And it is "next year" the president has his eyes set on. The obstructionism of the House Republicans who make House Speaker John Boehner tear up at the mere mention of defunding appears to have gotten to the president, who hopes he may win back the House next year. Like Woodrow Wilson and the Treaty of Versailles, the president has long since abandoned trying to persuade the irreconcilables on Capitol Hill, and has taken his plea for rational government on the road, where he points out how many more Americans would be in jobs were it not for GOP inaction. He believes that once Obamacare is fully established, it will turn out to be popular, just as universal healthcare has proven popular in every other country. That is what the tea party fears, too.
There was a strong element of exposing rifts among congressional Republicans when the president threw Congress the Syria dilemma to solve. There has been no clearer way of showing how fiscal hawks have overwhelmed defense hawks in the GOP than in the diametrically conflicting views of Sens. John McCain and Rand Paul or Lindsay Graham and Ray Blunt, over intervening in Syria.
The president is also enjoying watching the GOP leadership wriggle as they try to contain the damage to their party’s national standing caused by posturing over defunding Obamacare, the sequester, the debt ceiling and shuttering the government. To make the embarrassment worse for the few moderates who dare put their head above the parapet while the tea party is on the rampage, he has — to the chagrin of his liberal supporters — even agreed to cut some social programs in exchange for modifying the worst horrors of the brutal arbitrary cuts imposed by the sequester.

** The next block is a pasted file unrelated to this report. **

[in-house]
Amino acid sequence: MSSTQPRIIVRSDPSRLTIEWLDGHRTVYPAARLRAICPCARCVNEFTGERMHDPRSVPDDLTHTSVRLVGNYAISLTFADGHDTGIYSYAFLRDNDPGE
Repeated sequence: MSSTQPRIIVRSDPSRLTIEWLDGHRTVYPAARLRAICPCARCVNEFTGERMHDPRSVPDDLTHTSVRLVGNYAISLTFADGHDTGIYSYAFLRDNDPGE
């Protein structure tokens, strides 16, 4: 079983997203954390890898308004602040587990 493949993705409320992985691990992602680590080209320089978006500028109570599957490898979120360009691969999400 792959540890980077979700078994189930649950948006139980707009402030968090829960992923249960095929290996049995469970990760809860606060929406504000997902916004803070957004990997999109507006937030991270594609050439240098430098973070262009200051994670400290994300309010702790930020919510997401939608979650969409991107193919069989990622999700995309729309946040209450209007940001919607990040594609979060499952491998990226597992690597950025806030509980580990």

The last time Republicans shut down the government — twice — in the winter of 1995, the public outrage rebounded on the architect of the resulting mayhem, Newt Gingrich, whose anarchistic gambit House Majority Leader Tom DeLay dismissed as "the tirade of a spoiled child." If, as Gingrich now contends, the closure of government offices, the failure to pay benefits, the placing of government workers on furlough, and all the other indignities and inconveniences eventually led to Bill Clinton’s epiphany that "the era of big government is over," all prizes went to the president, whose popularity sharply increased, not to Gingrich, whose reputation was permanently diminished.
So now we have another blinking contest. Will the Republican presidential wannabes, with the tea party at their backs, dare to back down? Or will the president renege on his word, as he did over Syria, citing the merits of compromise and reasonableness when America’s prestige is put at risk. The most likely outcome right now is that Boehner, nominally leader of the House Republicans, will abandon the "Hastert Rule" — which says only measures that attract a majority of GOP votes should be brought before the full House — and allow a backroom deal to be done.
But what the president must be silently hoping for, though he dare not say it out loud, is that Messrs. Paul, Cruz and Rubio go the whole way, bringing government to a halt and causing markets to plummet at the prospect of America becoming a credit risk. During the shillyshallying over Syria he was painted as a blustering Wizard of Oz, hiding his timorousness behind a curtain. Now he has the chance to act like Dirty Harry, challenging his Republican tormentors to "Go ahead. Make my day." If he doesn’t stand firm this time, he runs the risk of giving credence to Clint Eastwood’s comic portrayal of him at the Republican Convention last year as nothing but an empty chair.
Nicholas Wapshott is a Reuters columnist.